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News Releases

For Immediate Release

Children's Hospital of Pittsburgh Opens Pediatric-Specific Minimally Invasive Surgery Operating Room

MIS trend grows across the United States - less pain and quicker recovery time for patients

Children's Hospital of Pittsburgh today unveiled a new operating room suite with technologically advanced equipment designed specifically for minimally invasive surgery (MIS) performed on pediatric patients.

Minimally invasive procedures use tiny cameras and surgical equipment inserted into small incisions. All of the components of the new operating room, including endoscopic equipment and cameras used in minimally invasive surgery, are mobile and can be maneuvered around the operating table - providing maximum efficiency and better results for pediatric patients.

"We see a trend toward doing more and more surgeries using minimally invasive techniques - especially for pediatric patients. This type of surgery has many benefits for the patient, including less time spent under anesthesia, a lowered risk of infection, faster recovery time and significantly less scar tissue," said Henri Ford, MD, surgeon-in-chief at Children's. "This new operating room will allow us to continue to advance minimally invasive techniques and do even more complex procedures."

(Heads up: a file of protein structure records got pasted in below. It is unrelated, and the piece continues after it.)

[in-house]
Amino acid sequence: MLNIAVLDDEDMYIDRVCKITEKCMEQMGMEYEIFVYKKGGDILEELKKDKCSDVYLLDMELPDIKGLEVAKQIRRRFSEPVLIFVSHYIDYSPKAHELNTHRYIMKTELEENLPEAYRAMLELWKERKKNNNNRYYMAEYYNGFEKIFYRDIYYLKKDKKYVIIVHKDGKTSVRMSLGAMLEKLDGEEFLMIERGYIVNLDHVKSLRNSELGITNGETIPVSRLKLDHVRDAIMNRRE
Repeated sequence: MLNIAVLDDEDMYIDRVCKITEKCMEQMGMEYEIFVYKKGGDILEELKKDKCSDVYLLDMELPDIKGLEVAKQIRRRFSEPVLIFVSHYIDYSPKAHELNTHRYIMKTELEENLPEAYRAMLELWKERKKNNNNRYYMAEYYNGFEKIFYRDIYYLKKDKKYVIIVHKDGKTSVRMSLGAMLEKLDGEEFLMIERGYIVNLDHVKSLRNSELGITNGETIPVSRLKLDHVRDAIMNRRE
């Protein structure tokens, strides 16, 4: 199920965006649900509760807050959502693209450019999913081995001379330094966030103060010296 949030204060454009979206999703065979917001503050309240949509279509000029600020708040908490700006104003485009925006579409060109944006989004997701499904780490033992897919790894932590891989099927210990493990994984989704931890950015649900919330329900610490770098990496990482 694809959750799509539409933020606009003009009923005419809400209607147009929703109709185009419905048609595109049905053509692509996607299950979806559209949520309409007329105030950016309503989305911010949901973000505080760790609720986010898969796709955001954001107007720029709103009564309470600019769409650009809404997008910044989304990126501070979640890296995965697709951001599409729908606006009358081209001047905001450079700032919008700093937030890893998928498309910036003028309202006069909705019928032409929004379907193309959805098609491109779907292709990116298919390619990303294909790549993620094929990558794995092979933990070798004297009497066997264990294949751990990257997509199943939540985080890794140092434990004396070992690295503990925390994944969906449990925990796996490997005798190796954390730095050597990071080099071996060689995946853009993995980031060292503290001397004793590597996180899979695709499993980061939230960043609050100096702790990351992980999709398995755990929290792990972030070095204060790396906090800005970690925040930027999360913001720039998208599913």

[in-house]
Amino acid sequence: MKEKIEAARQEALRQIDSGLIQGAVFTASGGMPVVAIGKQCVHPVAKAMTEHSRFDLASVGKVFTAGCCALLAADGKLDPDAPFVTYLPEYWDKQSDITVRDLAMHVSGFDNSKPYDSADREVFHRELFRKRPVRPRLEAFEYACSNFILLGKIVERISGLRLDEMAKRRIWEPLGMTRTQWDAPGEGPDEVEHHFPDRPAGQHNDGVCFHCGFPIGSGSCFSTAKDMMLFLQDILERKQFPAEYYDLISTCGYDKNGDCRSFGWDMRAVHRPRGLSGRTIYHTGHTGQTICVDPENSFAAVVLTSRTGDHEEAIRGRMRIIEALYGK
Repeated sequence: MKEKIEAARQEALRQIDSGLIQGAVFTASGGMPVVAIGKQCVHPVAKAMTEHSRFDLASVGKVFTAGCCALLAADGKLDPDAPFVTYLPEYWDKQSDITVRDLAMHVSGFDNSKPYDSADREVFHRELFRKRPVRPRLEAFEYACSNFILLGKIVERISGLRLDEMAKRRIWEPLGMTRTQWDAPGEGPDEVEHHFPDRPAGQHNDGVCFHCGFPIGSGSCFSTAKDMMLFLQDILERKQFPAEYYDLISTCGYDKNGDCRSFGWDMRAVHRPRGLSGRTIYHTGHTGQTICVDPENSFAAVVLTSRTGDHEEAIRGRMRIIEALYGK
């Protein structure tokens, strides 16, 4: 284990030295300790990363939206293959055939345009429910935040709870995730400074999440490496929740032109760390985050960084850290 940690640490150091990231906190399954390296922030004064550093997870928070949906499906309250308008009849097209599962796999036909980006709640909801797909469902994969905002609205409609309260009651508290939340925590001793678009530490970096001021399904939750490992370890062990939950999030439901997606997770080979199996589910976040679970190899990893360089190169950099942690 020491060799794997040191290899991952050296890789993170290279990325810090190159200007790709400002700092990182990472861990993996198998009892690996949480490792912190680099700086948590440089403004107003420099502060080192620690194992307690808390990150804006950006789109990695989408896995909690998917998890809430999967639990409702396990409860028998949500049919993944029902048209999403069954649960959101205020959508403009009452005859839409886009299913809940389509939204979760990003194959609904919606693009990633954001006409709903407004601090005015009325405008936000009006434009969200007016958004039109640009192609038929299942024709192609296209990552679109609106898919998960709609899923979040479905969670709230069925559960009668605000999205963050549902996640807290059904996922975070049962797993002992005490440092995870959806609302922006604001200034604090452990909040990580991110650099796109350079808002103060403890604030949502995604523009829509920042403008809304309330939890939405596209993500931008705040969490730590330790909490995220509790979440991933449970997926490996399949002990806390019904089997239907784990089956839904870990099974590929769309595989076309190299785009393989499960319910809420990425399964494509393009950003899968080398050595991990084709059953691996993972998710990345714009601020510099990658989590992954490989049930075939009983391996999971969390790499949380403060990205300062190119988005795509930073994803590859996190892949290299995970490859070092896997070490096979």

Children's is a national leader in minimally invasive procedures, having performed more than 600 such surgeries in the last year. At Children's, the number of MIS cases has increased from 276 in 2000 to 514 in 2003. So far in fiscal year 2004, 682 MIS cases have been performed.

"With minimally invasive surgery, we perform complex procedures through keyhole openings," said Timothy Kane, MD, director of minimally invasive surgery at Children's. "We can do everything from routine appendectomies to complicated tumor removals."

In order to provide quality MIS services, advanced technology and equipment are necessary, in addition to surgeons and staff who possess the required extensive clinical experience and advanced skills in MIS. The evolution of MIS in pediatric surgery has been slower compared with adults due to the level of difficulty in performing these procedures on small patients of varying size.

The new operating room, called OR1, will enable the highly specialized staff to meet the unique needs of pediatric patients through the use of specifically designed pediatric equipment, and will enhance Children's Center for Minimally Invasive Surgery.

The integrated equipment is part of a strategic partnership with Karl Storz Endoscopy-America, Inc.

Contacts:
Melanie Finnigan, 412-692-5016, Melanie.Finnigan@chp.edu
Marc Lukasiak, 412-692-5016, Marc.Lukasiak@chp.edu

Last Update
February 19, 2008
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Last Update
February 19, 2008
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